Last week, the Welsh Government announced an additional £30million towards active travel projects across Wales, while the First Minister said work has started on introducing a blanket 20mph speed limit in residential areas. Yesterday, AMs were given the opportunity to ask questions.
Extra resources to meet challenges and underperformance
Deputy Economy Minister, Lee Waters (Lab, Llanelli), said the Senedd’s recent declaration of a “climate emergency” brought transport’s contributions towards carbon emissions into sharper focus (13% of emissions in Wales), with over half of all car journeys being five miles or less.
Despite the Active Travel Act, he accepted that the goals that piece of legislation set simply haven’t been met yet; so for the first time ever, the Welsh Government will be spending £30million on active travel in a single financial year.
“Resources will always be scarce….We can’t afford to spread the jam so thinly that communities get a bit of path but not enough to get them anywhere. We have to concentrate our resources on building routes that will allow people to make whole journeys to places they need to get to, in safety and comfort from their home to work, or school to the shops.”
– Deputy Economy Minister, Lee Waters
Some of the money would be set aside for extra training (presumably for planning officers and alike), while the bulk of it would be spent on new walking and cycling infrastructure. He didn’t want councils to look solely at long stretches of segregated paths, but to consider smaller, more localised, measures to remove barriers facing the disabled, pedestrians and cyclists.
Shadow Economy Minister, Russell George AM (Con, Montgomery), wasn’t too impressed by Welsh Government actions (or lack of) to date. As chair of the Economy & Infrastructure Committee, he was pleased to see some of their recent recommendations taken on board. One of their recommendations was that spending on active travel reaches £20-per-head; how far does this announcement go?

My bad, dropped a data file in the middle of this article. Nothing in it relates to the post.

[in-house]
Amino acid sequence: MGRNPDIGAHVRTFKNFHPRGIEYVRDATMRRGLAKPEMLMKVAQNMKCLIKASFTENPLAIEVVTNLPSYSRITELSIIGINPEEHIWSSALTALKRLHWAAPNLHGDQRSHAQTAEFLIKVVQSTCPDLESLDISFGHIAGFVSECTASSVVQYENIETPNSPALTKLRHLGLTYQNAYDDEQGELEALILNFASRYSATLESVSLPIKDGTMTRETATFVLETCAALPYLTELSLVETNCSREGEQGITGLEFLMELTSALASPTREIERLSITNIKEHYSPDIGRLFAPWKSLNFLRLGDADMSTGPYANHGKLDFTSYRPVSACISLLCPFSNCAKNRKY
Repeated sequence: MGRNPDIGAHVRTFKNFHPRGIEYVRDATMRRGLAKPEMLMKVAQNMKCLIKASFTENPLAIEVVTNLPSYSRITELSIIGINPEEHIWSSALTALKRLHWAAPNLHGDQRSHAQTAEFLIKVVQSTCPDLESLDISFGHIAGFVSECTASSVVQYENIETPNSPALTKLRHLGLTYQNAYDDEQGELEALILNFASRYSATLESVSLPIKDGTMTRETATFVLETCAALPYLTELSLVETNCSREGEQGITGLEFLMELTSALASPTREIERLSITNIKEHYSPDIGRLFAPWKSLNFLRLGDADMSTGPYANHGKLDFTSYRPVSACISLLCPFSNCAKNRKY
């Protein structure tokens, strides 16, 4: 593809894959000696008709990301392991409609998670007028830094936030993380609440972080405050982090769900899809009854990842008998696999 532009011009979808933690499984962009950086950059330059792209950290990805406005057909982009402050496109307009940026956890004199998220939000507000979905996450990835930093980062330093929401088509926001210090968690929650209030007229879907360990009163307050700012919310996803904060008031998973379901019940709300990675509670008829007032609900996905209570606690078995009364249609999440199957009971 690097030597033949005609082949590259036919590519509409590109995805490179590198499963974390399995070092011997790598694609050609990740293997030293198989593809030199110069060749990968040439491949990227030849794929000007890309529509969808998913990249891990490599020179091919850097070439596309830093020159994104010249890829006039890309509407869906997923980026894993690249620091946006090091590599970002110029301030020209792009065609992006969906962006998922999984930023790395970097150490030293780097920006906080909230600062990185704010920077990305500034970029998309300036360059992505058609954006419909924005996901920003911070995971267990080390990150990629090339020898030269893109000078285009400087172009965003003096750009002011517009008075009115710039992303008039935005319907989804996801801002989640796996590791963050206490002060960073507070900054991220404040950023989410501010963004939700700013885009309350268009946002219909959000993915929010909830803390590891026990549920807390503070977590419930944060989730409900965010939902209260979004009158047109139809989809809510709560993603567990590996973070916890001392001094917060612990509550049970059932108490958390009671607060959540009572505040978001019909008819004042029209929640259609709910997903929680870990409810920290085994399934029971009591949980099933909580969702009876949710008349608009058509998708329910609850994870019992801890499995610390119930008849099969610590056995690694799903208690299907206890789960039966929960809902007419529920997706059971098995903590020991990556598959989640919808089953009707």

The Deputy Minister said it was closer to £10-a-head; while it’s lower than he would like it’s a good place to start. Money wasn’t necessarily the issue. He wanted councils to focus on enhancing routes people will actually use, not pump money into under-used and badly-designed projects which undermine the whole active travel agenda.
An important milestone
Rhun ap Iorwerth AM (Plaid, Ynys Môn) described the £30million investment was “an important milestone”, but he too would like to see further progress to a £20-per-head figure (which would be closer to £60million). Scotland invests £80million annually for want of comparison. Rhun also noted the difference between talking at the top and action on the ground.
While the Deputy Minister wanted to be kind he said there was a lack of ambition by some councils, mainly due to capacity and skills issues than laziness.
Jenny Rathbone AM (Lab, Cardiff Central) – who’s often criticised home-school transport by car – asked how many schools have developed active travel plans?
The Deputy Minister picked out YGG Hamadryad in Cardiff as an example of good practice; they have a planning condition that no cars are allowed.
“….if we get this right, it is a complete win across all those agendas, and healthy living, and healthier lifestyles, and dealing with things like, in the Llynfi valley, where there’s a 20-year lifespan difference between the top of the Llynfi valley and the bottom of the Llynfi valley. That’s incredible, and part of this is what we’re looking to deal with.”
– Huw Irranca-Davies AM (Lab, Ogmore)
John Griffiths AM (Lab, Newport East) raised a key point about the cost of traffic orders to change speed limits and that a default 20mph limit with orders subsequently required to raise the limit to 30mph would be the most cost-effective way of doing it and the Deputy Minister broadly agreed.